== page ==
ACT begins trials for macular dystrophy treatment
Advanced Cell Technology announced the dosing of the first patients in each of its two phase I/II clinical trials for Stargardt's macular dystrophy and dry age-related macular degeneration (dry AMD) using retinal pigment epithelial (RPE) cells derived from human embryonic stem cells (hESCs). The patients were treated by Steven Schwartz, M.D., at the David Geffen School of Medicine at UCLA. Robert Lanza, M.D., chief scientific officer of ACT, attended the procedures. Both patients successfully underwent the outpatient transplantation surgeries and are recovering uneventfully.
Both the Stargardt's trial and the dry AMD trial will enroll 12 patients each, with cohorts of three patients each in an ascending dosage format. Both trials are prospective, open-label studies designed to determine the safety and tolerability of hESC-derived RPE cells following sub-retinal transplantation into patients with Stargardt's and dry AMD at 12 months, the studies' primary endpoint.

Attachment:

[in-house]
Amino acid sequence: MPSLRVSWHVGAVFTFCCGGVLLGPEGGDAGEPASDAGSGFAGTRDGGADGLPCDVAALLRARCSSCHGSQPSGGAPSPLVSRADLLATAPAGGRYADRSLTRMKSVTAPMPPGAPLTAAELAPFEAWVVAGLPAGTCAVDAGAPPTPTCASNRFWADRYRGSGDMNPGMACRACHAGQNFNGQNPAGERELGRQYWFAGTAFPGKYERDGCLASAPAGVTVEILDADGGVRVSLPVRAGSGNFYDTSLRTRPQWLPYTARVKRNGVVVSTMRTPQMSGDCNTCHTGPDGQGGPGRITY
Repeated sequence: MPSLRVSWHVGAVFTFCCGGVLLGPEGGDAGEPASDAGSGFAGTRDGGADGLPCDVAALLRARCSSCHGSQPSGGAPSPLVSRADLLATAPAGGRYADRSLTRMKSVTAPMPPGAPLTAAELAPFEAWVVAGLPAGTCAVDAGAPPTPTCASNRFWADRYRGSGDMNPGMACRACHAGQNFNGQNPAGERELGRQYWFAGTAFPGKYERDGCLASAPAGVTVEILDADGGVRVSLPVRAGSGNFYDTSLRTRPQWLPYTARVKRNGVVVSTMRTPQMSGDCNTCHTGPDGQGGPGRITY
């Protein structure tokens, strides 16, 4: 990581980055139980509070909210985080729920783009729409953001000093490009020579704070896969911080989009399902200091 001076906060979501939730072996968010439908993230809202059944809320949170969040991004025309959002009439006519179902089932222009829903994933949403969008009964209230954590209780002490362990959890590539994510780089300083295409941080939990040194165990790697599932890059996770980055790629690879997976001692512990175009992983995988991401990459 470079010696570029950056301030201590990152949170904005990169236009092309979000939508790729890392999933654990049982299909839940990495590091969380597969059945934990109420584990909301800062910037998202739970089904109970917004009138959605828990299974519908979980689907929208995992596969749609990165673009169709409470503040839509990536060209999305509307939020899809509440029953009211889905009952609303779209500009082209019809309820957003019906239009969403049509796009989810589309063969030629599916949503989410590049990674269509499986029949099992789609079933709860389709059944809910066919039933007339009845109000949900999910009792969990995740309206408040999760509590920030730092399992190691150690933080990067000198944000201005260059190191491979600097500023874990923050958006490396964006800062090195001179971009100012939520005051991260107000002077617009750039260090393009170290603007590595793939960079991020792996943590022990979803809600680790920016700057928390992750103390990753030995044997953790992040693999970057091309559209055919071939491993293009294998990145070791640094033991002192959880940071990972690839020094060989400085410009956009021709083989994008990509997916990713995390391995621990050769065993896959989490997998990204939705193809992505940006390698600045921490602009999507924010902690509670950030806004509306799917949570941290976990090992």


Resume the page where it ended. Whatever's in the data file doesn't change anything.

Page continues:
Dry AMD, the most common form of macular degeneration, Stargardt's and other forms of atrophy-related macular degeneration are usually untreatable. Disease progression of both Stargardt's and dry AMD includes thinning of the layer of RPE cells in the patient's macula, the central portion of the retina and the anatomic location of central vision. With RPE cell death comes the loss of macular photoreceptors and loss of central vision. Currently both conditions are untreatable.
ACT's Stargardt's and dry AMD therapies treat these conditions by transplanting RPE cells in the patient's eyes before the RPE population is lost.